The best way to install ERAS® is on a network, with multiple staff viewing the same data. Not only does this method allow for easy sharing of information, but it also allows staff to take advantage of nightly network backups. If an institution is not able to install ERAS® on a network, it should consider how it will back up the application data and documents and should consider purchasing a Zip or Jazz drive. Or, if purchasing a new PC, these students should consider including one with the ability to burn CDs. These are good options for individual users. 
Is an Internet Connection Needed?
An Internet connection is required to access the ERAS® PostOffice. Most internship programs have access to the Internet through their institution's connection. Institutions that double-click on a browser on their PCs and see a web page do not need to worry. However, if an institution does not have such a connection available, then the OGME program will need to consider how it will access the Internet to download application files. 
What Kind of Training Is Necessary?
Although the ERAS® software is very easy to use and is accompanied by detailed manuals on the entire ERAS® process, many OGME programs like to plan for training of key staff. Special training sessions for osteopathic internship programs will be held in conjunction with the Association of Osteopathic Directors and Medical Educators (AODME) meeting, May 11–15, 2005, at the Hilton El Conquistador Hotel in Tucson, Ariz, and will be free of charge to registered participants. Please check the AODME Web site for conference details and fees at http://www.aodme.org/. Regular ERAS® training will be held in cities around the United States in July and August. The costs are $150 for a half-day session, and attendance normally involves additional costs for travel and overnight accommodations for attendees.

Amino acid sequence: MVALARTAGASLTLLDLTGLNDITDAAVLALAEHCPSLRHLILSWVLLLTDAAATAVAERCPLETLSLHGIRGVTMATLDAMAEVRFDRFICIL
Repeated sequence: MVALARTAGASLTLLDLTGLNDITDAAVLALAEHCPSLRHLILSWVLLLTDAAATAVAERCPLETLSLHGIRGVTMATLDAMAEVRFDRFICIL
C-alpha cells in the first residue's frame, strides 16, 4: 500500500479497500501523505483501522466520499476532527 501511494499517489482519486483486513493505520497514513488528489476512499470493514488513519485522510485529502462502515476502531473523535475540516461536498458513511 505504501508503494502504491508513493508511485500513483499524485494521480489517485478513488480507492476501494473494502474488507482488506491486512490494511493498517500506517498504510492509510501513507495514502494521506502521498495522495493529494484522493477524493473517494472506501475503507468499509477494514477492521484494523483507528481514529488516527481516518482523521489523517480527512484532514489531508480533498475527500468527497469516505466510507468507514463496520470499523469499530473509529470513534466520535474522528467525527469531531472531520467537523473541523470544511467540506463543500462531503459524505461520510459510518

What Kind of Fees Are Involved?
Each training program will be charged a $250 ERAS® fee. This fee covers the listing of the program in the MyERAS® web site for applicants, the provision of the ERAS® Program Directors Workstation Software (PDWS), and the delivery of application materials via the ERASPO. It also includes year-round support from the friendly and competent ERAS® Helpdesk on all aspects of using ERAS®. 
ERAS® Summary
Sometime in November 2004, each program will receive advance information on how ERAS® works, giving answers to the most frequently asked questions about the use of ERAS®. In January 2005, registration for the upcoming ERAS® season begins. Internship programs can update the listing that will be displayed for applicants in the MyERAS Web site. They can also indicate what type of training is to be offered: traditional, special emphasis, or combined. During registration, internship programs also provide contact information for ERAS® administrative use, such as addresses for mailing manuals and software instructions, numbers for faxing advisories, etc.